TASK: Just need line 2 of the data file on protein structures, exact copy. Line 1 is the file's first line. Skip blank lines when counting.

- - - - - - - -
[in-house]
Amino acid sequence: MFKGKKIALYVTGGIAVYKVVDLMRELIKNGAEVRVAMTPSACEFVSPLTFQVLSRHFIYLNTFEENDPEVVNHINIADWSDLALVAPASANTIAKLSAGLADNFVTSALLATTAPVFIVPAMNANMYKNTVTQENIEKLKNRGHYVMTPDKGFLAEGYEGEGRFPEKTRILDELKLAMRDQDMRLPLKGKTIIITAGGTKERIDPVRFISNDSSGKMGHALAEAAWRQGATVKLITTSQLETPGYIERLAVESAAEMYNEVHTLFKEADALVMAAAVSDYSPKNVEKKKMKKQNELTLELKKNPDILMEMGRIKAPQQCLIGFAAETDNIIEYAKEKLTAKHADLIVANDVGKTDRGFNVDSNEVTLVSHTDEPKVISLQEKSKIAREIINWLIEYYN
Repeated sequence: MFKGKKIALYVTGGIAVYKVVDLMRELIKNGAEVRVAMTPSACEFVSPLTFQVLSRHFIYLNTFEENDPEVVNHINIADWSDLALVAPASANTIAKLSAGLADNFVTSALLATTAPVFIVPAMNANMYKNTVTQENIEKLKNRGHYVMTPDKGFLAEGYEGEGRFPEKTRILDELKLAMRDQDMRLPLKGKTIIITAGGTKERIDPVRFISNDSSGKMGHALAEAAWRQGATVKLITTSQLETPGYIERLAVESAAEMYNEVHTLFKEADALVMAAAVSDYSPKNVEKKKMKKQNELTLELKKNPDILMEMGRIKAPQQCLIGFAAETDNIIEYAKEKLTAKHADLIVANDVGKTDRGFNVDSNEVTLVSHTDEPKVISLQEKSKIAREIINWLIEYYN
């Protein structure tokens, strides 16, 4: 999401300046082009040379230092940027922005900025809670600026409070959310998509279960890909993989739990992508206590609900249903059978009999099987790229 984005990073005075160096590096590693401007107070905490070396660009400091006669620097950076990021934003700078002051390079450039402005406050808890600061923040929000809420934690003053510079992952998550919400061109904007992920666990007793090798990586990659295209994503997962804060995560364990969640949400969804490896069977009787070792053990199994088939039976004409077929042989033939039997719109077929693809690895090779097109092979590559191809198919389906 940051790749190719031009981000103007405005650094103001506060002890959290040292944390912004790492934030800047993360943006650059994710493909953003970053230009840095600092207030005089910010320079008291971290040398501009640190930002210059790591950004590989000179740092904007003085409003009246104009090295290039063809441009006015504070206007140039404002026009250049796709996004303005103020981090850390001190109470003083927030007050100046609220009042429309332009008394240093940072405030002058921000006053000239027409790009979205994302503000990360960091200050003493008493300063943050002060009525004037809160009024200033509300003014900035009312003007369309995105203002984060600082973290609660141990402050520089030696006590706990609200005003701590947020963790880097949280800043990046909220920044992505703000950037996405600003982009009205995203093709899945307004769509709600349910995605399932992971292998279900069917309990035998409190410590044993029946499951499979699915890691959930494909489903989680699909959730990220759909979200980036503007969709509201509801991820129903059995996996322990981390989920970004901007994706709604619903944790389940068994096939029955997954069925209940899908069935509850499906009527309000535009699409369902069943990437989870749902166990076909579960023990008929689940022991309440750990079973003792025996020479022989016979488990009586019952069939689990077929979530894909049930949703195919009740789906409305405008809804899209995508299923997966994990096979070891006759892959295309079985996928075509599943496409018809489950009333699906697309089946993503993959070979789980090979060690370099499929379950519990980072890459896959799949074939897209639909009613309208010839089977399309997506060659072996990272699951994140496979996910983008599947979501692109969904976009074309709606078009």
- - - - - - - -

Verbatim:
Amino acid sequence: MFKGKKIALYVTGGIAVYKVVDLMRELIKNGAEVRVAMTPSACEFVSPLTFQVLSRHFIYLNTFEENDPEVVNHINIADWSDLALVAPASANTIAKLSAGLADNFVTSALLATTAPVFIVPAMNANMYKNTVTQENIEKLKNRGHYVMTPDKGFLAEGYEGEGRFPEKTRILDELKLAMRDQDMRLPLKGKTIIITAGGTKERIDPVRFISNDSSGKMGHALAEAAWRQGATVKLITTSQLETPGYIERLAVESAAEMYNEVHTLFKEADALVMAAAVSDYSPKNVEKKKMKKQNELTLELKKNPDILMEMGRIKAPQQCLIGFAAETDNIIEYAKEKLTAKHADLIVANDVGKTDRGFNVDSNEVTLVSHTDEPKVISLQEKSKIAREIINWLIEYYN